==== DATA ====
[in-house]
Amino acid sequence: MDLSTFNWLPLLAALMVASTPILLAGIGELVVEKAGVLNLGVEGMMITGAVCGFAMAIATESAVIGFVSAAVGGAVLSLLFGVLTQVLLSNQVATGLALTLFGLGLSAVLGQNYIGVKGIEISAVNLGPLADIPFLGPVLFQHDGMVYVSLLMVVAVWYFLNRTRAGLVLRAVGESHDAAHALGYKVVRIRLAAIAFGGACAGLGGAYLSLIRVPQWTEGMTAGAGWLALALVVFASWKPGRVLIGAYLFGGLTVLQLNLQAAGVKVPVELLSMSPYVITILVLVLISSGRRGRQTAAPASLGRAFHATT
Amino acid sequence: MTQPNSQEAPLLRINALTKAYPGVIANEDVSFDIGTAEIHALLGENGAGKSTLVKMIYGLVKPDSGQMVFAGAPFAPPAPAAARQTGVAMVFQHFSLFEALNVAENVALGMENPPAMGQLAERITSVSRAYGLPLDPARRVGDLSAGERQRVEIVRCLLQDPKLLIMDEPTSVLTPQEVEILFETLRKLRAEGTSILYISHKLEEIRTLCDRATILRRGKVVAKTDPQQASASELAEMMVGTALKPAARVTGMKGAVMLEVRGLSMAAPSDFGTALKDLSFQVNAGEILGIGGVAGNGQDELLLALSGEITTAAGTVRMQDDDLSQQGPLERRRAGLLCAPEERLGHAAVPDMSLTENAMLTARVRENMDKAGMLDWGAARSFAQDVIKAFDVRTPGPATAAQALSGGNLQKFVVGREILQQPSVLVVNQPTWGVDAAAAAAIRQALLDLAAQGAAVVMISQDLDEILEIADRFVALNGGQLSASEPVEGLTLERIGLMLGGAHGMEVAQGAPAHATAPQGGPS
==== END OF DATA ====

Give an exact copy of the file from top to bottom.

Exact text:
[in-house]
Amino acid sequence: MDLSTFNWLPLLAALMVASTPILLAGIGELVVEKAGVLNLGVEGMMITGAVCGFAMAIATESAVIGFVSAAVGGAVLSLLFGVLTQVLLSNQVATGLALTLFGLGLSAVLGQNYIGVKGIEISAVNLGPLADIPFLGPVLFQHDGMVYVSLLMVVAVWYFLNRTRAGLVLRAVGESHDAAHALGYKVVRIRLAAIAFGGACAGLGGAYLSLIRVPQWTEGMTAGAGWLALALVVFASWKPGRVLIGAYLFGGLTVLQLNLQAAGVKVPVELLSMSPYVITILVLVLISSGRRGRQTAAPASLGRAFHATT
Amino acid sequence: MTQPNSQEAPLLRINALTKAYPGVIANEDVSFDIGTAEIHALLGENGAGKSTLVKMIYGLVKPDSGQMVFAGAPFAPPAPAAARQTGVAMVFQHFSLFEALNVAENVALGMENPPAMGQLAERITSVSRAYGLPLDPARRVGDLSAGERQRVEIVRCLLQDPKLLIMDEPTSVLTPQEVEILFETLRKLRAEGTSILYISHKLEEIRTLCDRATILRRGKVVAKTDPQQASASELAEMMVGTALKPAARVTGMKGAVMLEVRGLSMAAPSDFGTALKDLSFQVNAGEILGIGGVAGNGQDELLLALSGEITTAAGTVRMQDDDLSQQGPLERRRAGLLCAPEERLGHAAVPDMSLTENAMLTARVRENMDKAGMLDWGAARSFAQDVIKAFDVRTPGPATAAQALSGGNLQKFVVGREILQQPSVLVVNQPTWGVDAAAAAAIRQALLDLAAQGAAVVMISQDLDEILEIADRFVALNGGQLSASEPVEGLTLERIGLMLGGAHGMEVAQGAPAHATAPQGGPS